And if anyone gives even a cup of cold water to one of these little ones because he is my disciple, I tell you the truth, he will certainly not lose his reward. – Matthew 10:42
We know there is a problem. We know the Church must address it and that it is in a unique position to do so. We have the knowledge, so what do we do now?
We act in ways that are driven and covered in prayer. We mourn with righteous lamentation. We desire to serve and be with refugees. We see and know and come alongside sojourners and exiles everywhere. These are the beginnings of Christian movement on behalf of the uprooted in the hearts of Christians.
Such actions, usually begun in individuals, are invaluable.
This series is also about the actions of the larger Church, the coalescing, compounding body of Christians that has singular power and calling to address refugeeism. The following three chapters are about the Church’s response.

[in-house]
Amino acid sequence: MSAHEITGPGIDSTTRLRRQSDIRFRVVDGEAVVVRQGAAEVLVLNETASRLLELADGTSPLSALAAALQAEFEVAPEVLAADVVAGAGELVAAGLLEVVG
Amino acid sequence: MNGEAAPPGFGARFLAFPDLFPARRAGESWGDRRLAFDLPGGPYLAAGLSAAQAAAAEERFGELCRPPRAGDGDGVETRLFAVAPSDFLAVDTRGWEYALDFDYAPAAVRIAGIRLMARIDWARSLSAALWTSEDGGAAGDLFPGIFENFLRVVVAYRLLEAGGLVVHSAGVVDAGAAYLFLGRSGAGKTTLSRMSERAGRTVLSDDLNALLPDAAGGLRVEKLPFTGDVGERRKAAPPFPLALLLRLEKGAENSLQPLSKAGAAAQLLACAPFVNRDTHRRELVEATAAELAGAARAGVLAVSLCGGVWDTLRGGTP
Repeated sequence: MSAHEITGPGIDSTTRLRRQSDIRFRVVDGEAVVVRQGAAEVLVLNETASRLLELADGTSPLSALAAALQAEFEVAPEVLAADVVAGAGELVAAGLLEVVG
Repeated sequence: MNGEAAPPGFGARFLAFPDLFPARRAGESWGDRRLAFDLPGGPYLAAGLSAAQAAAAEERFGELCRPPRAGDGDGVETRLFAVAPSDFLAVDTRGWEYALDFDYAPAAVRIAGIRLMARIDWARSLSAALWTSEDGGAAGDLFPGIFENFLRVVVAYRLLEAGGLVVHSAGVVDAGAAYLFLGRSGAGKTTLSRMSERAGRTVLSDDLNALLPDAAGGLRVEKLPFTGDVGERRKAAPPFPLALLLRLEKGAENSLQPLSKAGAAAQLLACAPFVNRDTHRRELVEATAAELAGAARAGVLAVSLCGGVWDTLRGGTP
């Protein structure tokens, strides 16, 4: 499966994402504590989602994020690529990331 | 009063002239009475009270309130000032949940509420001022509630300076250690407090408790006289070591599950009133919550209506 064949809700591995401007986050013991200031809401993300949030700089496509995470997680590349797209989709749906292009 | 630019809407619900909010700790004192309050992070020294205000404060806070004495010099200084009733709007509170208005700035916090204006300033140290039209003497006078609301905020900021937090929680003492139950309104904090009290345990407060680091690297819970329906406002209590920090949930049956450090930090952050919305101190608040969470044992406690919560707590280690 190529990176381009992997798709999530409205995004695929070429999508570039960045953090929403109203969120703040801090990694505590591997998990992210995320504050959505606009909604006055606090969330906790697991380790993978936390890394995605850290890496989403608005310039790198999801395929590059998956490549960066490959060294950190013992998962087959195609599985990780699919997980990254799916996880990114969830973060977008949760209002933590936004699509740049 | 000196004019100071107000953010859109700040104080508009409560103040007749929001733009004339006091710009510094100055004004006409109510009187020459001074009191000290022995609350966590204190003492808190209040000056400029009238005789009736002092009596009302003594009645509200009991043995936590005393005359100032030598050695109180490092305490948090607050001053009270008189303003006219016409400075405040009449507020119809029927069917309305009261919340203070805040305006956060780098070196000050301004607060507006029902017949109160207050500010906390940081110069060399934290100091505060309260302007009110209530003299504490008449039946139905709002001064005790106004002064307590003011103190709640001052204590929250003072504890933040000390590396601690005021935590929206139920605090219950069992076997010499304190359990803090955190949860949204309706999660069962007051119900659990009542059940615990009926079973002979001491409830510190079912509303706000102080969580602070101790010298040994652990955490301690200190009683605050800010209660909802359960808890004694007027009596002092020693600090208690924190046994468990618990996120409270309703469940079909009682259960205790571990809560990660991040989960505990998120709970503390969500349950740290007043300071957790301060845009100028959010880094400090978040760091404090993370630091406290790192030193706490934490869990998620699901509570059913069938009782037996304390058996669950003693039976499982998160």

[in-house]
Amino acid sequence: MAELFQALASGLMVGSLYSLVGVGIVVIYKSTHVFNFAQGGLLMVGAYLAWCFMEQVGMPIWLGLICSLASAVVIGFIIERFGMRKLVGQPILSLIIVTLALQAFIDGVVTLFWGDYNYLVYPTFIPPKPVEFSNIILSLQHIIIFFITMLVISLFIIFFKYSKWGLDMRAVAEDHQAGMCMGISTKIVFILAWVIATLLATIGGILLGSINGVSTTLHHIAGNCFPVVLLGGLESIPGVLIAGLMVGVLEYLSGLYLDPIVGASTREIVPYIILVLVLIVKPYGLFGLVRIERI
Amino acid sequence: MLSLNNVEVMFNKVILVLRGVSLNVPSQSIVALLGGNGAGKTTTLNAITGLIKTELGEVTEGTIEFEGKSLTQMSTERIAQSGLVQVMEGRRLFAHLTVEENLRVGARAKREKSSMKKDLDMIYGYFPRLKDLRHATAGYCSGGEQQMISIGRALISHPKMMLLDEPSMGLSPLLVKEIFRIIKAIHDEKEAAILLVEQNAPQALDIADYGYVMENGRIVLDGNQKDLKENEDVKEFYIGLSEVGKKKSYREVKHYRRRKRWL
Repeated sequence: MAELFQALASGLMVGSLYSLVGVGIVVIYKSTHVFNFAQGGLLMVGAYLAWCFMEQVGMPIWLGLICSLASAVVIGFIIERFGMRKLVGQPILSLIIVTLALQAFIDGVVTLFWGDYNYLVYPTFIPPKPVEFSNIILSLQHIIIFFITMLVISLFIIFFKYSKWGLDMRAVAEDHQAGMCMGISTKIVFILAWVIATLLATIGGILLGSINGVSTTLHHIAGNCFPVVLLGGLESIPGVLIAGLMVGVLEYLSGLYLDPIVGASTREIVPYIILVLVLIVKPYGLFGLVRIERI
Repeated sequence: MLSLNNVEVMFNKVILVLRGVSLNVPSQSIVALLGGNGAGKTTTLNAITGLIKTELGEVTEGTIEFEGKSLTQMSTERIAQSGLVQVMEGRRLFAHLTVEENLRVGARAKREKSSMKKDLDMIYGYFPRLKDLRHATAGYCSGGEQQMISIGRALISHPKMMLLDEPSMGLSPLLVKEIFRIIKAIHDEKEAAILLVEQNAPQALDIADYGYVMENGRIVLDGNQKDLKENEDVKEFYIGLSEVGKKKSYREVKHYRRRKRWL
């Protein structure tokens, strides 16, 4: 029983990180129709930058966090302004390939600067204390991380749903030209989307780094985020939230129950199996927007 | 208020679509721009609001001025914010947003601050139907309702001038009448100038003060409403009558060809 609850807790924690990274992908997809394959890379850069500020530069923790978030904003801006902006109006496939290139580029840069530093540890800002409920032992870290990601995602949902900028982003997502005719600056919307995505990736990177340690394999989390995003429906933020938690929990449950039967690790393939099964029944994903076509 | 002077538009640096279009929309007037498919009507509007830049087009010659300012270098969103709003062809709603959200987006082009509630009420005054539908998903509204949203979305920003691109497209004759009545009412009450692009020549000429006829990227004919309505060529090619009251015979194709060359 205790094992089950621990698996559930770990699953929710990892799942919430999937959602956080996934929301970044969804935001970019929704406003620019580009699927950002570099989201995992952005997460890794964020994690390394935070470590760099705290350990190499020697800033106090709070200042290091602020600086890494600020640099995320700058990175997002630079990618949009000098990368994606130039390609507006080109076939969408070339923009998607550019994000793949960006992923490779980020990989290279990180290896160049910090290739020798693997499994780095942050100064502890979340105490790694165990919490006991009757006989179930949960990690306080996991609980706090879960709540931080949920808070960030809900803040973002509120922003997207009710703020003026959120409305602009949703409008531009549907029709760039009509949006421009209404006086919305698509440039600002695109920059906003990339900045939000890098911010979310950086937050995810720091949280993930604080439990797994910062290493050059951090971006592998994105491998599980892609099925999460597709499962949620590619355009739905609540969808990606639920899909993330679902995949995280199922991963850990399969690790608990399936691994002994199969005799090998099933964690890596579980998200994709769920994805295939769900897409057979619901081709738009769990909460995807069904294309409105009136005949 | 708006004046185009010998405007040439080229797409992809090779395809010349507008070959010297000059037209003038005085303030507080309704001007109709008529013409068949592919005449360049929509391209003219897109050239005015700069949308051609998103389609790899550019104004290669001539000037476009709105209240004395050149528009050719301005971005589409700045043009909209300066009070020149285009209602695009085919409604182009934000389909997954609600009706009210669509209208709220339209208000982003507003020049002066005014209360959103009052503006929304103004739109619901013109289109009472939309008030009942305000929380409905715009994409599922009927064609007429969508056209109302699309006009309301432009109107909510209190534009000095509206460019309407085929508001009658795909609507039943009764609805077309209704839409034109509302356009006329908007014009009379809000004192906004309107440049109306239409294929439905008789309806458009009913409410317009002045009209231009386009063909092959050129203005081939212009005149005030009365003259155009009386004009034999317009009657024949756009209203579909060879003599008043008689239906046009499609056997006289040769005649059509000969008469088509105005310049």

There are three primary means for the Church to respond to refugeeism today.
- Humanitarian aid: the Church can meet the basic needs of displaced people where they are.
- Resettlement: the Church can assist in the movement of displaced people from their countries of origin or temporary asylum to third countries where they will be permanently resettled. We can help in the moving process, the transition phase, and in ongoing hospitality.
- Structure change: the Church can address underlying problems, responding to the root political, economic, social, and spiritual problems that create the initial conditions of forced displacement.